University of California-Davis researcher Valerie Eviner has received the 2007 Presidential Early Career Award for Scientists and Engineers. Her research was funded by the USDA's Cooperative State Research, Education, and Extension Service.
USDA nominated Eviner for her innovative research in developing a creative method to manage rangeland and quantify its productivity. This new method incorporates seedling residual dry matter to increase the quality and quantity of forage, recycle nutrients, reduce erosion and manage the incursion of invasive weeds. Eviner's research, which addresses many of the substantive issues currently facing the nation's rangeland managers, will enhance the productivity and economic viability of ranchers, improve natural resource use and have economic and environmental benefits for the industry. The work was funded by the CSREES National Research Initiative Managed Ecosystems program.
Eviner involved students, ranchers, research and extension centers, and environmental organizations to provide students with practical experience in using scientific research to answer to relevant management problems.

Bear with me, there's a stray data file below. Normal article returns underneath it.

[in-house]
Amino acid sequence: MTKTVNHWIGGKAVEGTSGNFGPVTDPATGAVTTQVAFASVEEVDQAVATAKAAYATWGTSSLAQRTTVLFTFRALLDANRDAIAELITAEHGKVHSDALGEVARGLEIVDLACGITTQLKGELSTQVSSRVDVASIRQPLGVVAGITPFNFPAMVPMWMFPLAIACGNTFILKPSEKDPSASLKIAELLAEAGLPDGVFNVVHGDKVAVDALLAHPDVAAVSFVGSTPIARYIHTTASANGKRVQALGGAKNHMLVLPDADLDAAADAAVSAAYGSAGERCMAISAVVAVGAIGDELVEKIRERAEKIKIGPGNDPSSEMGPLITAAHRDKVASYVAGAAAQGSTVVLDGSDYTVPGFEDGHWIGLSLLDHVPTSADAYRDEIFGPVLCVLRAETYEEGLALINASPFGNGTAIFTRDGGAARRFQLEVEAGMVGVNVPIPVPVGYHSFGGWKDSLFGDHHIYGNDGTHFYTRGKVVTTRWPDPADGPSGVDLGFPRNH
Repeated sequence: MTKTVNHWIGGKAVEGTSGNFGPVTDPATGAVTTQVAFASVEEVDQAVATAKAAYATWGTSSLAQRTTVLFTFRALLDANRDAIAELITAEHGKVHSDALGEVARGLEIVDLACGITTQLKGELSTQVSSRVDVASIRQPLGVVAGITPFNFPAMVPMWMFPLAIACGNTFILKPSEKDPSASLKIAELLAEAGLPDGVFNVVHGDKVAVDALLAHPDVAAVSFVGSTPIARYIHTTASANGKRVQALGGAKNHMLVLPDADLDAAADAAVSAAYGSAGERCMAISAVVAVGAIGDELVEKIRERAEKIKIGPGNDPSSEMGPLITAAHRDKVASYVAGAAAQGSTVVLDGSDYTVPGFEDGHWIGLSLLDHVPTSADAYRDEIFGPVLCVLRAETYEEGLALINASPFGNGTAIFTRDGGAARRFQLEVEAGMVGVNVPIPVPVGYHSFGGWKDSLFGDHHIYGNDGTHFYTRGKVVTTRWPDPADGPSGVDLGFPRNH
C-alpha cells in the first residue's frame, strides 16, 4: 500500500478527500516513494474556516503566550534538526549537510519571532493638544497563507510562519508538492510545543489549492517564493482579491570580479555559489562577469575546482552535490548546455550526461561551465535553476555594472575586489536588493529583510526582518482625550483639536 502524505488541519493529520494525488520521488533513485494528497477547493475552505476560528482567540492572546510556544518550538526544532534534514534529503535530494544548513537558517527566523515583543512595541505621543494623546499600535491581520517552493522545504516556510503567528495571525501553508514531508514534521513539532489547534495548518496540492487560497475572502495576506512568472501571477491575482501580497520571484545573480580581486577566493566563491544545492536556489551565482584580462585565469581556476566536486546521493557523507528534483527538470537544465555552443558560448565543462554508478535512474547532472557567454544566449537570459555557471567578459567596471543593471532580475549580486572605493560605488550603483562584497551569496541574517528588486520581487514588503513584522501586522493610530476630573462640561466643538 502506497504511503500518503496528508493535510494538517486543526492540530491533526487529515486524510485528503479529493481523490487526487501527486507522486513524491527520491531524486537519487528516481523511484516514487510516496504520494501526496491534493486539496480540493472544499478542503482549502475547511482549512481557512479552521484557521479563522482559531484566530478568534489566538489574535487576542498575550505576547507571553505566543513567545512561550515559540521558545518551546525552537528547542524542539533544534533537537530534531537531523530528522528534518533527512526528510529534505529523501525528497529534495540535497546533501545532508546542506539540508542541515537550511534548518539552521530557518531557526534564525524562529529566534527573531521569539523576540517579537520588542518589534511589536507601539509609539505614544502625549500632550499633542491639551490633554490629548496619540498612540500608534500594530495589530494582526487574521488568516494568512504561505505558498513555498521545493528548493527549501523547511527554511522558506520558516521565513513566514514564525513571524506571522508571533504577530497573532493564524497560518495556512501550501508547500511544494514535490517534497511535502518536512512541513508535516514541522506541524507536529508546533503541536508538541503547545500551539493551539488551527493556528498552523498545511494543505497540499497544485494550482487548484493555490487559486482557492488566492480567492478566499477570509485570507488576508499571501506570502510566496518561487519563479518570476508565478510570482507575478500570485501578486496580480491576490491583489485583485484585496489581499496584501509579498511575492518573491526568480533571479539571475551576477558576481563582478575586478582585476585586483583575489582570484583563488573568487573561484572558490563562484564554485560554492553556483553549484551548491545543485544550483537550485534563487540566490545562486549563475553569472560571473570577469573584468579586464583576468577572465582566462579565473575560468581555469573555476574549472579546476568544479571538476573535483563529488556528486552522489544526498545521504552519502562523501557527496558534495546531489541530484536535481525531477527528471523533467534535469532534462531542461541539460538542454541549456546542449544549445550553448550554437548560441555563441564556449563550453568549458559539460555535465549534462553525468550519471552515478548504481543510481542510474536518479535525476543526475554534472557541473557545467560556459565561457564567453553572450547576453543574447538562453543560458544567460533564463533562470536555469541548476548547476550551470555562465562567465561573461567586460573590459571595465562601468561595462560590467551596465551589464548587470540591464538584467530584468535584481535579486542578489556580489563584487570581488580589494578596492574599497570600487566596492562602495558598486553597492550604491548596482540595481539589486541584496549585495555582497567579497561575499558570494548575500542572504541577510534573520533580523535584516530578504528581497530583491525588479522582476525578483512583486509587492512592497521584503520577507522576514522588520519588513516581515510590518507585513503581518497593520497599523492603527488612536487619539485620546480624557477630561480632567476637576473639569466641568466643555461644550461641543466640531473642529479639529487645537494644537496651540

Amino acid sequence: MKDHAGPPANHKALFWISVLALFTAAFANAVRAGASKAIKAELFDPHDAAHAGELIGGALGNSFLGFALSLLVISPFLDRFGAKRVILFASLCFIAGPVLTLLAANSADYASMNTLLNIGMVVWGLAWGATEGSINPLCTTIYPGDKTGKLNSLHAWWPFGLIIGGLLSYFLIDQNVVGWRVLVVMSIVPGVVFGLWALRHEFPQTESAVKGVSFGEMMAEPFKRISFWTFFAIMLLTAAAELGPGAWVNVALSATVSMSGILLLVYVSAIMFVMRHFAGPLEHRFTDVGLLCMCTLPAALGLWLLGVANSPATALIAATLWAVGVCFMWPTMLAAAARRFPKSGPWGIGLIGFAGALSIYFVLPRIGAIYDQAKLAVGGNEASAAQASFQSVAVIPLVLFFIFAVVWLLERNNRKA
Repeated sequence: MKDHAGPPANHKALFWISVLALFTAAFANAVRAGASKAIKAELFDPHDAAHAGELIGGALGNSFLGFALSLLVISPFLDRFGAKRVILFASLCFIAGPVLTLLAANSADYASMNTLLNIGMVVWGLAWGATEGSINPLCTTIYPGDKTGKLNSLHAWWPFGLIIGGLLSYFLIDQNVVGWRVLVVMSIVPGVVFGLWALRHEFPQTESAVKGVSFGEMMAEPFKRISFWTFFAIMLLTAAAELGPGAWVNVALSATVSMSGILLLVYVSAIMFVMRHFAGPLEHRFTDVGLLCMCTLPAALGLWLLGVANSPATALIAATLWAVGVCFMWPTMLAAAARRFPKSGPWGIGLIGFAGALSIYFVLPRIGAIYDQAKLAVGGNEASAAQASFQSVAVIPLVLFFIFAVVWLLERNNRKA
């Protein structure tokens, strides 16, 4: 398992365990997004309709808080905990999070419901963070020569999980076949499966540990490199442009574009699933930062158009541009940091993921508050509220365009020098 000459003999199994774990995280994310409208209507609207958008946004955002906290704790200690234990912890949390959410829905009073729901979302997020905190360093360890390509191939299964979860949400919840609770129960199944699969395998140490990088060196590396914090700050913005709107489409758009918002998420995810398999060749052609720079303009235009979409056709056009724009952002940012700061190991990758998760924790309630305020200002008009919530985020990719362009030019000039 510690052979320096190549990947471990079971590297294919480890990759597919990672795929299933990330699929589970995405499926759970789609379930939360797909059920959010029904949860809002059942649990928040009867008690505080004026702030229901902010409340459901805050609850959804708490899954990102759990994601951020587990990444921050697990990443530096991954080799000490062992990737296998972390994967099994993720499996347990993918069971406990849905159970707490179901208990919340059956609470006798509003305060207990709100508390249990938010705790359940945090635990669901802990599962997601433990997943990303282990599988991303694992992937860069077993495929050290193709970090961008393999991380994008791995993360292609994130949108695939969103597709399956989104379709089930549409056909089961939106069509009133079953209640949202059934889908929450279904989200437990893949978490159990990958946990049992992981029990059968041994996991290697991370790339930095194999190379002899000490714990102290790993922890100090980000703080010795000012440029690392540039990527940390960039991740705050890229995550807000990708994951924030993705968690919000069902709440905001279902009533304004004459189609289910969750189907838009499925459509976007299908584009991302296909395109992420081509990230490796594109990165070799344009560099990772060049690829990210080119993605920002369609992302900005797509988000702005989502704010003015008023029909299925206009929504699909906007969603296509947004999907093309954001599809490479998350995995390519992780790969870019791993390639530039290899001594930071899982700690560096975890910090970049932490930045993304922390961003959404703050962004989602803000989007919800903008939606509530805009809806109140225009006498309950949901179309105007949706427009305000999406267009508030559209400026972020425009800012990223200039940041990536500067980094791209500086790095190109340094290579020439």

Presidential Early Career Award for Scientists and Engineers nominees are selected for their innovative research at the frontiers of science and technology. Nominees show exceptional potential to shape the future through intellectual and inspired leadership. Educational activities reflect a spirit of community service to help understand the nature and implications of scientific research.
Through federal funding and leadership for research, education and extension programs, CSREES focuses on investing in science and solving critical issues impacting daily lives and the nation's future.